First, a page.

As a criminal attorney, I am also in many ways a forensic evidence attorney. If your case involves DNA, fingerprints, electronic evidence, fiber evidence, toxicology, or others, you need a criminal attorney who understands forensics. In a sense, a “forensic evidence attorney” will not only be familiar with the different types of forensic evidence, but he/she will also know the procedural issues and applicable law – such as admissibility and whether certain evidence can be suppressed.
In some cases forensic evidence can make all the difference between winning and losing a case – for either side. This is true both for the prosecutor and for your criminal defense lawyer. If there is properly collected, stored, and tested forensic evidence that proves you are guilty, the prosecution will obviously have a stronger case. However, if forensic evidence is missing, is inconclusive, was mishandled, lost, or not even collected when it was available, then your criminal lawyer has an important issue to investigate. The following lists common questions a “forensic evidence attorney” should consider:
Was DNA evidence recovered?
- If so, how much time between the incident and the collection?
- Where was the DNA recovered? Clothing, a crime scene, from a person?
- What kind of body fluid was the DNA extracted from? Blood, saliva, semen?
- Was the sample properly collected? Was it properly stored?
- Has an untested portion of the sample been preserved?
- Was a presumptive test conducted? If so, what were the results?
- Was the sample sent to a laboratory for conclusive testing?
- Was the DNA sample of high enough quality to be tested reliably?
- If the sample was tested, what were the results?
Was electronic evidence recovered?
- This includes items such as recorded phone calls, surveillance video, emails, chat logs, text messages, or downloaded explicit imagery.
- If so, were the proper protocols for collecting, preserving, and storing electronic evidence followed?
- Can the evidence to be admitted in court be authenticated?
- If a recorded phone call was made, are the voices on the tape audible? Is the prosecution able to identify the voice on the recording as yours?
- How did law enforcement learn of the existence of the electronic evidence?
- Where was the electronic evidence collected and stored? Was it copied from an electronic device? If so, was the original electronic device also collected and stored?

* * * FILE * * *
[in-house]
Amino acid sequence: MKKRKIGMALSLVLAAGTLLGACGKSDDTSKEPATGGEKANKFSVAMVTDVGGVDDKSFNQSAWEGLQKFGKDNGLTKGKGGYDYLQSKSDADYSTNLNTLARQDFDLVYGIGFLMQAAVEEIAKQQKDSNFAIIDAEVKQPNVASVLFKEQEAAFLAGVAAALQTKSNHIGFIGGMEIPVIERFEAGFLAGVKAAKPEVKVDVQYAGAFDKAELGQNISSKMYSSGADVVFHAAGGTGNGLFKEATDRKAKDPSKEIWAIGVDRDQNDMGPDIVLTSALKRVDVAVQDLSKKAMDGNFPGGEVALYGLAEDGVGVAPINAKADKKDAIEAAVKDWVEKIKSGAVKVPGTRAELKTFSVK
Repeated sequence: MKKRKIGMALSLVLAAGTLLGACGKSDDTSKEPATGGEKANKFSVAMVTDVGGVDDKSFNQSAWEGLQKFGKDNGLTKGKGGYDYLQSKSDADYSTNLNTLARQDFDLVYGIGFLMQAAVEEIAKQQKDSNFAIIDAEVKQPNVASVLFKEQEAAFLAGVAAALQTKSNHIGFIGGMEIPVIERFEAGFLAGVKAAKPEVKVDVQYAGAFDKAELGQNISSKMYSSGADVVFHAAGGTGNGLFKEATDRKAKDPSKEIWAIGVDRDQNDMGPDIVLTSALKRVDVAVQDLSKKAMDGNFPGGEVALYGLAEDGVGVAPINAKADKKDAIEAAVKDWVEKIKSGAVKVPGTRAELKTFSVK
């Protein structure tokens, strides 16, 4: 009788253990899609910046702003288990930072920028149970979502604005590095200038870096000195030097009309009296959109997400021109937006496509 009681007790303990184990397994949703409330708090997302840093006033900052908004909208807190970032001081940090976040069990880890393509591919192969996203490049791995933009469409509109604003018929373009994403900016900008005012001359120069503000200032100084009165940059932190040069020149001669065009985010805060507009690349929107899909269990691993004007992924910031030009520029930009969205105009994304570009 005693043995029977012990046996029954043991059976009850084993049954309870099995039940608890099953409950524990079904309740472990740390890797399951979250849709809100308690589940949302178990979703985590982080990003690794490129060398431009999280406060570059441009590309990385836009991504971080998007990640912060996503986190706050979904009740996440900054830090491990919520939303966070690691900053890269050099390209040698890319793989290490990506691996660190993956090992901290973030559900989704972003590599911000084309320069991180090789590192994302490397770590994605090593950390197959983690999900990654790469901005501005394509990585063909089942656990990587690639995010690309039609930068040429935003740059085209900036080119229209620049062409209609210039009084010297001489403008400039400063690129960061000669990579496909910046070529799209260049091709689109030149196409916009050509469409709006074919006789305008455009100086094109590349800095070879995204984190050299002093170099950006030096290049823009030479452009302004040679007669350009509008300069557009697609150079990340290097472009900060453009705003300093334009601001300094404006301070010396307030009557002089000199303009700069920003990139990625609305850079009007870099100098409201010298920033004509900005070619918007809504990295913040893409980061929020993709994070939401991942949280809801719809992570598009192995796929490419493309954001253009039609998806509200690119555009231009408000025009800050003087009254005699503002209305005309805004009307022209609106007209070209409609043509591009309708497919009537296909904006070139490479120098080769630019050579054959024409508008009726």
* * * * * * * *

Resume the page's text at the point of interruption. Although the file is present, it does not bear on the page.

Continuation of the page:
- Is the electronic evidence relevant to the case? What does it prove, what does it disprove?
- Is there proof that you were the sender or receiver of the evidence?
- Is there proof that you knew or should have known of the existence of the evidence on your electronic device?
- Has your computer been droned by a hacker to store explicit imagery without your knowledge or permission?
Was any fiber evidence recovered?
- If so, what type of fiber is it? Synthetic? Natural?
- How many different fibers were collected?
- Where was the fiber found? On a person, an article of clothing, a car?
- Was it properly collected, transported, and stored?
- How was the fiber examined and tested?
- What does the fiber evidence prove or disprove?
- What control samples were used to compare the recovered evidence to?
- What physical characteristics did the fiber analysts use to positively identify the fiber? Thickness, shape, color, shimmer, clarity, etc?
Were fingerprints recovered?
- If so, where were they recovered from?
- If not, did the police dust the crime scene for fingerprints?
- How long after the alleged crime were the prints recovered?
- Are they partial prints? Were they smudged? What is the quality of the samples collected?
- Was the fingerprint analyst able to make a positive match to your prints?
- Do the fingerprints have any relevance to your case? What do they prove or disprove?
- Were another person’s prints recovered from the crime scene?
Was a weapon recovered?
- If so, what kind of weapon?
- Where was the weapon found?
- If the weapon is a firearm, is there evidence that it was fired?
- Were any discharged bullets or shell casings recovered?
- Has the firearm or the bullets been subjected to ballistic analysis?
- Does the weapon have any blood spatter, fingerprints, damage, or unusual markings that reveal anything about its owner or the incident?
- Is the defendant linked in any way to the weapon? Is another person or suspect linked to the weapon?
- What relevance does the weapon have to your case, if any? What does it prove or disprove?